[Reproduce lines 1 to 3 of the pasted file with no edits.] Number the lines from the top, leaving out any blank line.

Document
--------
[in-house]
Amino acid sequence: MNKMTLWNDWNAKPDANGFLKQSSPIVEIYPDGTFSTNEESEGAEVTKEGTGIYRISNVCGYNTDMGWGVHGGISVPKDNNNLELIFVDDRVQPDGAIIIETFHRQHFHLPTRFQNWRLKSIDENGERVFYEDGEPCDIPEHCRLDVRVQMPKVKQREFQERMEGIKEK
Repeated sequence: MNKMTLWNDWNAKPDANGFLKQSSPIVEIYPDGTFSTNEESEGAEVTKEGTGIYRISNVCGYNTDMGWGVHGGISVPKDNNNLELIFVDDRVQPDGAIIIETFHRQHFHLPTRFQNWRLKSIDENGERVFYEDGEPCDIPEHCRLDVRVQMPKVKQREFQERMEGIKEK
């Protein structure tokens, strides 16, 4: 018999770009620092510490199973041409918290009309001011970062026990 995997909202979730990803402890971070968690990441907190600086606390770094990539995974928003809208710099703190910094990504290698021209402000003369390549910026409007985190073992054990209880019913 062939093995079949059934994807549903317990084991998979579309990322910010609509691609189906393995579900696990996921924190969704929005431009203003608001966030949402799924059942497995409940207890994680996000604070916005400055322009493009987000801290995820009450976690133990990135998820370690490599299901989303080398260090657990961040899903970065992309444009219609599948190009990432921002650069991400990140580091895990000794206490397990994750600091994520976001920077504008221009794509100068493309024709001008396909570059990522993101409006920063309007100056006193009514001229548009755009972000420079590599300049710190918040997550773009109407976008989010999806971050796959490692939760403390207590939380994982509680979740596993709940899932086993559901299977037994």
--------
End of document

[in-house]
Amino acid sequence: MNKMTLWNDWNAKPDANGFLKQSSPIVEIYPDGTFSTNEESEGAEVTKEGTGIYRISNVCGYNTDMGWGVHGGISVPKDNNNLELIFVDDRVQPDGAIIIETFHRQHFHLPTRFQNWRLKSIDENGERVFYEDGEPCDIPEHCRLDVRVQMPKVKQREFQERMEGIKEK
Repeated sequence: MNKMTLWNDWNAKPDANGFLKQSSPIVEIYPDGTFSTNEESEGAEVTKEGTGIYRISNVCGYNTDMGWGVHGGISVPKDNNNLELIFVDDRVQPDGAIIIETFHRQHFHLPTRFQNWRLKSIDENGERVFYEDGEPCDIPEHCRLDVRVQMPKVKQREFQERMEGIKEK